“The Science of the Thrill,” an article in The Atlantic, explains, “Every person’s brain assesses unknown situations differently: Those with thinner sections of gray matter, for example, tend to perceive less of a threat and therefore seek greater thrills.” These people find it easier to step — even leap — into situations that others might avoid. For them, risk is not something to avoid — it’s something to embrace. It’s what makes us alive! The article describes how the exhilarating feeling of mood-boosting chemicals that follows a thrilling event often lasts less than 60 seconds. “High-sensation seekers spend their lives pursuing this fleeting feeling.”

Contrast this with low-sensation seekers, who “actively avoid thrills and new experiences.” The article concludes that most people fall somewhere in the middle of this scale, but I think we can find hints of our bent in the extremes.

In her book “Writing to Change the World,” author Mary Pipher offers two labels that simplify the distinction: “There are the Type T, thrill-seeking humans, and the Type D, down-filled-seeking ones.” Pipher pegs her daughter as Type T, given her time visiting dangerous refugee camps, swimming with great white sharks, and sleeping in huts infested with snakes. Pipher self-identifies as a Type D. “My idea of adventure,” she says, “is a PBS history show.”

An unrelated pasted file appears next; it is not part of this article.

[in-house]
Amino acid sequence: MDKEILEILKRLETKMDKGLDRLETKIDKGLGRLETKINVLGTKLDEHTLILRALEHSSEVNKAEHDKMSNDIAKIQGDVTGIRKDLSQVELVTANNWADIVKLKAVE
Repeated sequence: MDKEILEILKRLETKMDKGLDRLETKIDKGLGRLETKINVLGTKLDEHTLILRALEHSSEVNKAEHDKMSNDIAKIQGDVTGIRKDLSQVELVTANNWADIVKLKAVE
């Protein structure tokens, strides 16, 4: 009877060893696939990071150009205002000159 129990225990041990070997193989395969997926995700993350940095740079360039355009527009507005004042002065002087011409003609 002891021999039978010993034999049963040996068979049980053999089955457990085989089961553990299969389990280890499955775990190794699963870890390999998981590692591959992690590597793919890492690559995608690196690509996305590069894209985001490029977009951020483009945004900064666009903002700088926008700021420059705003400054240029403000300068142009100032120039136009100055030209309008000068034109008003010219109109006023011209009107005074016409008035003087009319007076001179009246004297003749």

Do you lean toward one side or another? Type T or Type D?

Once you have an idea of where you fall on that continuum, consider this: What is courage — spiritual courage — for the high-sensation and the low-sensation person, the Type T and Type D humans? What does God call us to — all of us, regardless of our natural tendency?

Go Into the World

Gary Haugen, author of “Just Courage” and president/CEO of International Justice Mission (IJM), reminds us that if Jesus is going out into the world of human need and suffering — and He is — then we as His followers need to be ready to go with Him. “[T]he deepest desire of our heart is actually found in following Him out into the world and into the world of human need. These are risky things, but I hope people can come to understand they are so well loved by God that they can take huge risks with Him — huge risks — which means they can do significant things and they will be well cared for all the way to the end.”